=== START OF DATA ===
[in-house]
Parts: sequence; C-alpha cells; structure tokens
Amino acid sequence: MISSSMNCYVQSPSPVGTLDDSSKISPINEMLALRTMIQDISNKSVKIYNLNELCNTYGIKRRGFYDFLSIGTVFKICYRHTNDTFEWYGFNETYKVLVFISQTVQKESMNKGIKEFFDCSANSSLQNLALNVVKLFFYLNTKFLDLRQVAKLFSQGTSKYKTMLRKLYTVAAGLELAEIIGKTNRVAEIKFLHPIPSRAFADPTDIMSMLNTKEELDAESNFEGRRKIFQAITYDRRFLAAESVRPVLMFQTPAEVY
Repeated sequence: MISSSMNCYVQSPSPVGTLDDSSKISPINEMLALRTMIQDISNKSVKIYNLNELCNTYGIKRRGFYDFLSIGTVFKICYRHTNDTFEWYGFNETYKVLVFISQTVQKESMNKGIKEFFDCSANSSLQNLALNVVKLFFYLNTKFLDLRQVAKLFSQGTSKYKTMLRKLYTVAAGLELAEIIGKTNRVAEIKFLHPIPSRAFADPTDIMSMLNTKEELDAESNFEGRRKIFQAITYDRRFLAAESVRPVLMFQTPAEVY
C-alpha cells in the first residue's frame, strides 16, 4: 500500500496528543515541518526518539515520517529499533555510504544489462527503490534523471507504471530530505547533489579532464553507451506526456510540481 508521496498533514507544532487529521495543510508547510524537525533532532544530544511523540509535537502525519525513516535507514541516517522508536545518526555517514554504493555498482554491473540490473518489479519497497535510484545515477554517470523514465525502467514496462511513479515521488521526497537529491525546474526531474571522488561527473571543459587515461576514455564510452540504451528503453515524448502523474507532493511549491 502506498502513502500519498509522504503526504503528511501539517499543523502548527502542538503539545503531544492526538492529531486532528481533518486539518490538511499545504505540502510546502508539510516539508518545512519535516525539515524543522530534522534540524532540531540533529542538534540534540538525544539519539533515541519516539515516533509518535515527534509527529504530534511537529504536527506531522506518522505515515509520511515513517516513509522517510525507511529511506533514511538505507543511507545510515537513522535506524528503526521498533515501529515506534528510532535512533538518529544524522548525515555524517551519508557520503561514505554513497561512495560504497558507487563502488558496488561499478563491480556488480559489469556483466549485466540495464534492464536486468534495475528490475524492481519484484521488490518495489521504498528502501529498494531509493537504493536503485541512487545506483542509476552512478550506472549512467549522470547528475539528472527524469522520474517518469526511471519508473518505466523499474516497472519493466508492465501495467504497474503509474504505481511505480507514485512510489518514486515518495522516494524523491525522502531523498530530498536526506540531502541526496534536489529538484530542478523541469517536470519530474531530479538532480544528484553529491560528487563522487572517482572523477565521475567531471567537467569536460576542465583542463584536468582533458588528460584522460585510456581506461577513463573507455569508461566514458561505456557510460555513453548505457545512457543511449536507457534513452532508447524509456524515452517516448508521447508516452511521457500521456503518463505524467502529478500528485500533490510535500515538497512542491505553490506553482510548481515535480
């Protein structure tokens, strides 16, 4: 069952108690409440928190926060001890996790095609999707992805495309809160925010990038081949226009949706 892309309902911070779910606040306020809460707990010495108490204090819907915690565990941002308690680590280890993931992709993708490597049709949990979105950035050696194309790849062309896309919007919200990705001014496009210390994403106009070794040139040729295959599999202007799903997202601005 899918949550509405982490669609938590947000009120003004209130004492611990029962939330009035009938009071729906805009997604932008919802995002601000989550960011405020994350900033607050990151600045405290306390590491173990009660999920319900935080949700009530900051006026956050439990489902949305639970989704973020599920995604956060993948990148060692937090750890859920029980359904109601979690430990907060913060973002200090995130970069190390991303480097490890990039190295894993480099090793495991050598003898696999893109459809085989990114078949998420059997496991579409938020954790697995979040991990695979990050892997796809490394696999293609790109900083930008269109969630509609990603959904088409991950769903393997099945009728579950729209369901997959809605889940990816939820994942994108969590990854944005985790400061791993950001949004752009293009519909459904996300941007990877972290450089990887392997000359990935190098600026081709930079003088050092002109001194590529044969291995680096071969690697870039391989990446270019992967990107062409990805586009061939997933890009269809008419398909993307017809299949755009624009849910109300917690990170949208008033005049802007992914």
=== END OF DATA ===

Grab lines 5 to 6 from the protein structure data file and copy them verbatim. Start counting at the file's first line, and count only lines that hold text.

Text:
C-alpha cells in the first residue's frame, strides 16, 4: 500500500496528543515541518526518539515520517529499533555510504544489462527503490534523471507504471530530505547533489579532464553507451506526456510540481 508521496498533514507544532487529521495543510508547510524537525533532532544530544511523540509535537502525519525513516535507514541516517522508536545518526555517514554504493555498482554491473540490473518489479519497497535510484545515477554517470523514465525502467514496462511513479515521488521526497537529491525546474526531474571522488561527473571543459587515461576514455564510452540504451528503453515524448502523474507532493511549491 502506498502513502500519498509522504503526504503528511501539517499543523502548527502542538503539545503531544492526538492529531486532528481533518486539518490538511499545504505540502510546502508539510516539508518545512519535516525539515524543522530534522534540524532540531540533529542538534540534540538525544539519539533515541519516539515516533509518535515527534509527529504530534511537529504536527506531522506518522505515515509520511515513517516513509522517510525507511529511506533514511538505507543511507545510515537513522535506524528503526521498533515501529515506534528510532535512533538518529544524522548525515555524517551519508557520503561514505554513497561512495560504497558507487563502488558496488561499478563491480556488480559489469556483466549485466540495464534492464536486468534495475528490475524492481519484484521488490518495489521504498528502501529498494531509493537504493536503485541512487545506483542509476552512478550506472549512467549522470547528475539528472527524469522520474517518469526511471519508473518505466523499474516497472519493466508492465501495467504497474503509474504505481511505480507514485512510489518514486515518495522516494524523491525522502531523498530530498536526506540531502541526496534536489529538484530542478523541469517536470519530474531530479538532480544528484553529491560528487563522487572517482572523477565521475567531471567537467569536460576542465583542463584536468582533458588528460584522460585510456581506461577513463573507455569508461566514458561505456557510460555513453548505457545512457543511449536507457534513452532508447524509456524515452517516448508521447508516452511521457500521456503518463505524467502529478500528485500533490510535500515538497512542491505553490506553482510548481515535480
């Protein structure tokens, strides 16, 4: 069952108690409440928190926060001890996790095609999707992805495309809160925010990038081949226009949706 892309309902911070779910606040306020809460707990010495108490204090819907915690565990941002308690680590280890993931992709993708490597049709949990979105950035050696194309790849062309896309919007919200990705001014496009210390994403106009070794040139040729295959599999202007799903997202601005 899918949550509405982490669609938590947000009120003004209130004492611990029962939330009035009938009071729906805009997604932008919802995002601000989550960011405020994350900033607050990151600045405290306390590491173990009660999920319900935080949700009530900051006026956050439990489902949305639970989704973020599920995604956060993948990148060692937090750890859920029980359904109601979690430990907060913060973002200090995130970069190390991303480097490890990039190295894993480099090793495991050598003898696999893109459809085989990114078949998420059997496991579409938020954790697995979040991990695979990050892997796809490394696999293609790109900083930008269109969630509609990603959904088409991950769903393997099945009728579950729209369901997959809605889940990816939820994942994108969590990854944005985790400061791993950001949004752009293009519909459904996300941007990877972290450089990887392997000359990935190098600026081709930079003088050092002109001194590529044969291995680096071969690697870039391989990446270019992967990107062409990805586009061939997933890009269809008419398909993307017809299949755009624009849910109300917690990170949208008033005049802007992914």